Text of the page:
Aeneas Francon Williams

Reverend Aeneas Francon Williams, FRSGS[1] (17 February 1886 – 9 December 1971) was a Minister[2] of the Church of Scotland, a Missionary, Chaplain, writer and a poet. Williams was a missionary in the Eastern Himalayas[3] and China and writer of many published works.

Aeneas Francon Williams
Aeneas Francon Williams (right, holding a hat) standing on the steps of Wolseley House, Kalimpong 1914.jpg
Williams (right, holding a hat) standing on the steps of Wolseley House, Kalimpong 1914
Born(1886-02-17)17 February 1886
Liscard, Wirral, Cheshire, Britain
Died9 December 1971(1971-12-09) (aged 85)
Sheffield, Yorkshire
OccupationMissionary, Minister, Chaplain, teacher, writer, poet
Spouse(s)Clara Anne Rendall
ChildrenAlfred Francon Williams
Beatrice Clara Williams
Parent(s)John Francon Williams
Barbara Balmain Dougall


The gravestone of Aeneas Francon Williams and his wife Clara Anne Rendall at Dean Cemetery, Edinburgh

Aeneas Francon Williams was born at 15 Leonard Street, Liscard, Wirral, Cheshire, the second son of four to John Francon Williams FRGS, and Barbara Balmain Dougall. Aeneas had three brothers, John Balmain, David Dougal Williams FRSA and George Stanley, and a sister, Margaret Mary Ann Williams. Aeneas was baptized at St. Peter's Church, Liverpool, on 20 July 1886.[4] During Aeneas's formative years, he was educated privately. From 1900 to 1906, Aeneas attended the Technical Institute and Student Teacher Centre in Walthamstow, and from 1906 to 1908, he attended the University of Edinburgh and Moray House Training College. In 1932 Aeneas returned to Edinburgh, where he studied at the University of Edinburgh New College for a further two years.

Aeneas's father, John Francon Williams, born in 1854 in the village of Llanllechid in Caernarvonshire, North Wales, was a published writer, newspaper editor, geographer, inventor, historian and cartographer.[5][6][7] Aeneas's mother, Barbara, was born in Perthshire, Scotland. By 1901, the Williams family was living at Queens Grove Road in the affluent area of Chingford, Essex, where, on the 1901 England and Wales Census, Aeneas aged 15, is recorded as being an artist and painter.[8]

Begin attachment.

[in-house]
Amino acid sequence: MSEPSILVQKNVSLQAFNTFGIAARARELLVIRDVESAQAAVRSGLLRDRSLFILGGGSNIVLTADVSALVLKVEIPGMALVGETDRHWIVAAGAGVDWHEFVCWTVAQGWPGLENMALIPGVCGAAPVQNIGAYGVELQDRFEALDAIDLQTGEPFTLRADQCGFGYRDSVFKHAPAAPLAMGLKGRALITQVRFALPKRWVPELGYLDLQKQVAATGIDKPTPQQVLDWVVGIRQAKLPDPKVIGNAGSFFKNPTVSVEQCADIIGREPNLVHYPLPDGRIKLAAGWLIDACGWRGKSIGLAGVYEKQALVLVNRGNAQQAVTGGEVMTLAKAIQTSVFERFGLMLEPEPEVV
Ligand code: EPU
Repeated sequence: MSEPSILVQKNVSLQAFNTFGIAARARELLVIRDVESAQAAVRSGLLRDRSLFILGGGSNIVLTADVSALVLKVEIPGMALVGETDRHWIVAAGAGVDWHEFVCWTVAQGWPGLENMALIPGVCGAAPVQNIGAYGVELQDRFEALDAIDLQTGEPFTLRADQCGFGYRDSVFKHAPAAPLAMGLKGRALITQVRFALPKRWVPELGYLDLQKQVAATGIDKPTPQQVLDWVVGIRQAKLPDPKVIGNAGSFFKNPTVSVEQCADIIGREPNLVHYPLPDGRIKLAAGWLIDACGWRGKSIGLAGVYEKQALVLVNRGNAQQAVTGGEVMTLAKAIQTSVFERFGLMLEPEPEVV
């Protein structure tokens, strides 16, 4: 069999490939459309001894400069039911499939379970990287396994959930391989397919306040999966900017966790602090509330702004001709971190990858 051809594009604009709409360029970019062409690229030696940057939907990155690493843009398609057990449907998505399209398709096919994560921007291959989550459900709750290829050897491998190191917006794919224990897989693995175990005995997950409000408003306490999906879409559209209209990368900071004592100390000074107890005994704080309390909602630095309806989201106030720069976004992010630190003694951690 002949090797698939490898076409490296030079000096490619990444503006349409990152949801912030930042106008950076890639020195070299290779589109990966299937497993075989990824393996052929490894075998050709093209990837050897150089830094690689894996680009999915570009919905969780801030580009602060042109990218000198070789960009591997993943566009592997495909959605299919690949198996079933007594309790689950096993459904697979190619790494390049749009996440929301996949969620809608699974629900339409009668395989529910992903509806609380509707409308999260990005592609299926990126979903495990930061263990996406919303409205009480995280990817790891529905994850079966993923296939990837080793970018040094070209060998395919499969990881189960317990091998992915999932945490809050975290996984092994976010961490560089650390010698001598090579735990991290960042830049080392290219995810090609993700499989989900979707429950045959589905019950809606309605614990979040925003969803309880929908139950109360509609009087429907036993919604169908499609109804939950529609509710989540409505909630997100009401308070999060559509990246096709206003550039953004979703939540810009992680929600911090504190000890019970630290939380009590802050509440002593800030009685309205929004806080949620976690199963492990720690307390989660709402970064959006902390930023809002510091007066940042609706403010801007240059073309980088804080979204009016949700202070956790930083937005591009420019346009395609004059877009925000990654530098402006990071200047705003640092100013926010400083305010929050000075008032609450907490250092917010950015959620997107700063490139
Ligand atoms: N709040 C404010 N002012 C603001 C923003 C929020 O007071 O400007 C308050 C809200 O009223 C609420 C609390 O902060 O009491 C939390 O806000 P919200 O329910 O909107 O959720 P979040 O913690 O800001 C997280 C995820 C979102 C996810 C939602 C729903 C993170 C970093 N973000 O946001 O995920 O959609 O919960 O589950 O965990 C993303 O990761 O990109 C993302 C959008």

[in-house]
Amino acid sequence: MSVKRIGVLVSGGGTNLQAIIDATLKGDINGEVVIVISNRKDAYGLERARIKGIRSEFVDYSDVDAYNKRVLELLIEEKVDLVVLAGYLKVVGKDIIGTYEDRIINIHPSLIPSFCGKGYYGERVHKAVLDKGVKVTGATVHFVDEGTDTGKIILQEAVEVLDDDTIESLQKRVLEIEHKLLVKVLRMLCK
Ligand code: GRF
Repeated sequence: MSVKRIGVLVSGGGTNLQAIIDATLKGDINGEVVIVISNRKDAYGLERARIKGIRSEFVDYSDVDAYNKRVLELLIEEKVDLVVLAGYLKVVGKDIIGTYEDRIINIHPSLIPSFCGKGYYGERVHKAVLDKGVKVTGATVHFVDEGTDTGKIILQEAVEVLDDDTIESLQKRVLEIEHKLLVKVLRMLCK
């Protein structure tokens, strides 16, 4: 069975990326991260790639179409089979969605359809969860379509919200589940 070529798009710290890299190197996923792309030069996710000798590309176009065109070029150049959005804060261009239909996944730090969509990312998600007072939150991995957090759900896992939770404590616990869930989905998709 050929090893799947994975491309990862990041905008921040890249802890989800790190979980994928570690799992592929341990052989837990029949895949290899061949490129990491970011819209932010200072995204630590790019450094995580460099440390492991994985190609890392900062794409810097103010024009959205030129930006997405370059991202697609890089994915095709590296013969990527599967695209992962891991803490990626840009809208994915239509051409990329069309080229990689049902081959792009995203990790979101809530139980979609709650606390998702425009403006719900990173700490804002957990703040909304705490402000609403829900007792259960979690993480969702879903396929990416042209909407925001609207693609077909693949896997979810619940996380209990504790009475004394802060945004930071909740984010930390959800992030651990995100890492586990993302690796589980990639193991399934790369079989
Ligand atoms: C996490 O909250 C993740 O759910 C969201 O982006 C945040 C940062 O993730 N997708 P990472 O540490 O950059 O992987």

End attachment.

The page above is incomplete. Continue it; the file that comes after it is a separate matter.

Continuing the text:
Missionary workEdit


At the age of twenty-four, Aeneas Williams attended the 1910 World Missionary Conference hosted at the Assembly Hall in Edinburgh from 14 to 23 June. The conference is a marker for the beginning of the modern Protestant Christian ecumenical movement. The Church of Scotland missionary John Anderson Graham appeared at the conference both as a guest speaker and as a member of the audience. He was also there to encourage donations to aid his mission St Andrew's Colonial Home in Kalimpong, West Bengal. The Protestant Christian Missionary community slogan drove the conference's spirit: 'The Evangelization of the World in this Generation.' Whether Aeneas attended one meeting, or several is undocumented, but during the event he got his calling to become a missionary. Later that same year, Aeneas arrived in India and was stationed in Kalimpong at St Andrew's Colonial Home (later renamed Dr. Graham's Homes) – an orphanage/school – where he was the assistant schoolmaster and taught Geography and Science.[9][10] As the school expanded, Williams took on the role of Bursar. His official residence was Wolseley House in the grounds of the school.[11] The house was named after Sir Capel Charles Wolseley, 9th Baronet, who was the secretary of the fund-raising delegation London Committee – a committee formed to solicit funds for Indian missions. The committee funded the building of St. George's Homes in Pulney Hills, Kodaikanal, founded by Rev. John Breeden in 1914, which was based upon St Andrew's Colonial Homes, hence the connection. Breeden and Wolseley visited St. Andrew's Colonial Homes to draw up plans for St. George's Homes.[12] Aeneas quickly settled into his life at St. Andrew's as a missionary and took on several other roles, including financial adviser to Dr. John Anderson Graham, and as a fundraiser for the children's home.[13] Kalimpong was the centre of missionary activity in the region, with Darjeeling steadfastly remaining the political powerhouse. In Darjeeling, missionaries played a supporting role to the official political figures and aristocracy that governed the region. In Kalimpong that reversed, missionaries reigned supreme.[14]

On 2 December 1914, Aeneas and Clara Anne Rendall were married at Macfarlane Memorial Church in Kalimpong by Rev. Evan Mackenzie.[15] Dr. John Anderson Graham officiated as best man and a witness at the ceremony.[16] Clara (a true Orcadian)[17][18] was born on 24 July 1887 in Kirkwall[19] on the Orkney Islands and was also a Church of Scotland missionary and a teacher at St. Andrew's Colonial school.

Aeneas Francon Williams (right) on the steps of his residence Wolseley House at St Andrew's Colonial Home, Kalimpong, 1914. St Andrew's Colonial School is on the hill in the background of the picture.